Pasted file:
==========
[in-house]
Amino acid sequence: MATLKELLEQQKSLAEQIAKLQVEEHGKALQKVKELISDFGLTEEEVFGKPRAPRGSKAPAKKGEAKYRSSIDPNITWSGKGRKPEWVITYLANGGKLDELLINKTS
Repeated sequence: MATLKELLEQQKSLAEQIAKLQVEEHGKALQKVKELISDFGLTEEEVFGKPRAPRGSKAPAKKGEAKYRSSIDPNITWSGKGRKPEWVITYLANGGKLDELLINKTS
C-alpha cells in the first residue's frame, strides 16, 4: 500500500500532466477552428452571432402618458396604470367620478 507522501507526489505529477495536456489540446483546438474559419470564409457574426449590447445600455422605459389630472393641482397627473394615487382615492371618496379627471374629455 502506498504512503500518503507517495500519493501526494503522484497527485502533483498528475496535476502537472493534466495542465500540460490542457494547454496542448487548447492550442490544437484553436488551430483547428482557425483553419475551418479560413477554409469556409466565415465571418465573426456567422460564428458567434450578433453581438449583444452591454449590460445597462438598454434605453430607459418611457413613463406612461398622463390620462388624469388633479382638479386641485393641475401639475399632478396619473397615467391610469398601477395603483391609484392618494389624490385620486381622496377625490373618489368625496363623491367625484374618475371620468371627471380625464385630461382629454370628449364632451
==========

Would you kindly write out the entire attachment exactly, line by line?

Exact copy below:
[in-house]
Amino acid sequence: MATLKELLEQQKSLAEQIAKLQVEEHGKALQKVKELISDFGLTEEEVFGKPRAPRGSKAPAKKGEAKYRSSIDPNITWSGKGRKPEWVITYLANGGKLDELLINKTS
Repeated sequence: MATLKELLEQQKSLAEQIAKLQVEEHGKALQKVKELISDFGLTEEEVFGKPRAPRGSKAPAKKGEAKYRSSIDPNITWSGKGRKPEWVITYLANGGKLDELLINKTS
C-alpha cells in the first residue's frame, strides 16, 4: 500500500500532466477552428452571432402618458396604470367620478 507522501507526489505529477495536456489540446483546438474559419470564409457574426449590447445600455422605459389630472393641482397627473394615487382615492371618496379627471374629455 502506498504512503500518503507517495500519493501526494503522484497527485502533483498528475496535476502537472493534466495542465500540460490542457494547454496542448487548447492550442490544437484553436488551430483547428482557425483553419475551418479560413477554409469556409466565415465571418465573426456567422460564428458567434450578433453581438449583444452591454449590460445597462438598454434605453430607459418611457413613463406612461398622463390620462388624469388633479382638479386641485393641475401639475399632478396619473397615467391610469398601477395603483391609484392618494389624490385620486381622496377625490373618489368625496363623491367625484374618475371620468371627471380625464385630461382629454370628449364632451